In the last year it was used to house the toddlers and babies of the House of Hope, while the old House of Hope was rebuilt. The House of Hope babies were returned to their completed building on 25th April 2008. Consequently the program for the girls is just beginning. We are accepting donations for 2 computers, 3 sewing machines and other supplies to really ensure the program is worthwhile, and that it will give the girls living skills for their future
3. St Patrick’s Boys Home (Pi Si Tong)
St. Patrick's Boys Home is an orphanage for young men and boys. The mission of St. Patrick's is to provide orphaned and abandoned young males a home to grow up in which is safe, healthy, and supportive. All of the children that live at St. Patrick's also receive a quality education at Rosario Vittaya School located in the nearby village of Viengkhuk.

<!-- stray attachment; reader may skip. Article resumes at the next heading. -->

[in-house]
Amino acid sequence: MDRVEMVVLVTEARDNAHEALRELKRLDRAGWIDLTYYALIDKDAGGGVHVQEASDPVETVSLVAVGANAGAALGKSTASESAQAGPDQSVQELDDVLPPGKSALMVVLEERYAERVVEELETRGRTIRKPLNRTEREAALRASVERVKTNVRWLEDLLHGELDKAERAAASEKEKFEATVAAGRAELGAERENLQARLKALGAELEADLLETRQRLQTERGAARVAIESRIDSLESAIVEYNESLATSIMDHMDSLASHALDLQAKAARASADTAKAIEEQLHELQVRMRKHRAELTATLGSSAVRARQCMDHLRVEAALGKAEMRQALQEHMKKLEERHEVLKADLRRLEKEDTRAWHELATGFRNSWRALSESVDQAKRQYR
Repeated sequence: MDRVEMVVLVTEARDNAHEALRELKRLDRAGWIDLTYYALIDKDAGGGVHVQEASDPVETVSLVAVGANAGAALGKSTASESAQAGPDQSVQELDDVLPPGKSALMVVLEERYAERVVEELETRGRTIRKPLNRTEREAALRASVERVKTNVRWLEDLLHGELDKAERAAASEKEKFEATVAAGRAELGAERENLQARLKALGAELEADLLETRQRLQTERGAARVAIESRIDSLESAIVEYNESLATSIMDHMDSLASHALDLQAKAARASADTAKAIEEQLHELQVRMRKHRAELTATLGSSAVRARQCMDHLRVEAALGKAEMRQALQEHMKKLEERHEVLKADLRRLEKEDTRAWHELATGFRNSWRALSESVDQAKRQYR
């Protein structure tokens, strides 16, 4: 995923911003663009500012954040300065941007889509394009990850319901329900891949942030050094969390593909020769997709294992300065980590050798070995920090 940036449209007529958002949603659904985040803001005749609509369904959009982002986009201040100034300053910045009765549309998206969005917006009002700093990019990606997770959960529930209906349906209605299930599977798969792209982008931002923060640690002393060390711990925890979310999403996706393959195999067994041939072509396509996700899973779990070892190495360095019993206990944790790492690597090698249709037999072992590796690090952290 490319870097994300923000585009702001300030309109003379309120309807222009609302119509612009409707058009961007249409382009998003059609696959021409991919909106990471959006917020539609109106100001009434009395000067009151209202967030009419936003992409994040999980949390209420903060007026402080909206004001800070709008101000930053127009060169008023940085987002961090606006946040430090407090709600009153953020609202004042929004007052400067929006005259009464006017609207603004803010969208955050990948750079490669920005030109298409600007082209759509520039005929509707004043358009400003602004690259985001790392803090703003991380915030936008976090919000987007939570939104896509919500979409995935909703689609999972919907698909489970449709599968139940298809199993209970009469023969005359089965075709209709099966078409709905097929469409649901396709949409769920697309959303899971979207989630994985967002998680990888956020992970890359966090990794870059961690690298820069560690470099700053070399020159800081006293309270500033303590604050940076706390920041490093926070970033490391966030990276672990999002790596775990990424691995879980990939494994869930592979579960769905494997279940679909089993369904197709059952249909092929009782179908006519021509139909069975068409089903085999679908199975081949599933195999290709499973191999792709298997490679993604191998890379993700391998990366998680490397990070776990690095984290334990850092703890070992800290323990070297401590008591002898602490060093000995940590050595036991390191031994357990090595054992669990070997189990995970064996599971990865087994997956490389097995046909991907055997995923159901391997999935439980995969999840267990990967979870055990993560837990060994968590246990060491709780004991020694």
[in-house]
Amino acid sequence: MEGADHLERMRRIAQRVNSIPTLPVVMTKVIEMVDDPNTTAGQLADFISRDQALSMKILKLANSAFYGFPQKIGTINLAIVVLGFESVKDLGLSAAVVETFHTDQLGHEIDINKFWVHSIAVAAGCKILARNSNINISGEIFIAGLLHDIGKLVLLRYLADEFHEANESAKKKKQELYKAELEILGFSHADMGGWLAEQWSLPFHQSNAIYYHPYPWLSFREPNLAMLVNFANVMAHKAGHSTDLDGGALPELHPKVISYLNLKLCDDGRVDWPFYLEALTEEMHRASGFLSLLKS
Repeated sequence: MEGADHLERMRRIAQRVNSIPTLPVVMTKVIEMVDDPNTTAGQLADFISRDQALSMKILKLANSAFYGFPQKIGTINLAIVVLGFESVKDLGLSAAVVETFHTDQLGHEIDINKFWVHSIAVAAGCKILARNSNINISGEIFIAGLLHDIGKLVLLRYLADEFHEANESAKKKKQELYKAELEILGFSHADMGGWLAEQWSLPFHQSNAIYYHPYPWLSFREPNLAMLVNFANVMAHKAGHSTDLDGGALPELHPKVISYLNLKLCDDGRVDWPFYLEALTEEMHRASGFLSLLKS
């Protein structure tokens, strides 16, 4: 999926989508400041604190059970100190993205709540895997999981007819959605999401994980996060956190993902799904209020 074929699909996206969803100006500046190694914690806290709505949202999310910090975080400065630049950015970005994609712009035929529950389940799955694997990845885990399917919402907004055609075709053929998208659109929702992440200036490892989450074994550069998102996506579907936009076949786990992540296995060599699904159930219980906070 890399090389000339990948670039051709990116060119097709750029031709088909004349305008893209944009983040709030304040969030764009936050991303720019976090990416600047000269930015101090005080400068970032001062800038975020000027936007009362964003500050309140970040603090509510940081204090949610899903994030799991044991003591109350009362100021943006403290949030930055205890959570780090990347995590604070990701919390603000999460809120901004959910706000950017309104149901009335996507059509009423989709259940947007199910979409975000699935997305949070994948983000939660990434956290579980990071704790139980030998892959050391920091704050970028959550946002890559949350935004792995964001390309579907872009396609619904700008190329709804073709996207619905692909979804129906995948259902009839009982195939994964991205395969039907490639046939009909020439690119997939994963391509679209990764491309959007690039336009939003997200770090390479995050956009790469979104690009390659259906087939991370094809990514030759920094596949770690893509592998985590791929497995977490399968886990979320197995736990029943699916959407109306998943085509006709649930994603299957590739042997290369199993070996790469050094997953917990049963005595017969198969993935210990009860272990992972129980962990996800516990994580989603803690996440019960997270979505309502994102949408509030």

St. Patrick's is located in the Northeast region of Thailand in the village of Pi Si Tong, which is a small farming and fishing village with a population of approximately 114 families, located a short distance away from the village of Don Wai and Sarnelli House.
Construction of St. Patrick's started in the spring of 2001, after Fr. Mike received major donations supporting the project from the Marist Mission Centre, Australia. The main building is a 2-story structure large enough to support approximately 25 kids. There is a laundry facility on site as well as two apartment rooms for the live in staff. The facility also includes two large fishponds, a slowly developing banana and fruit orchard, numerous rice paddies, and a large yard for the kids to seek out adventure. On October 27, 2001, the building and the grounds were blessed. St. Patrick's officially opened and the first 9 boys moved in. Now there are 17 boys living all together (April 2008).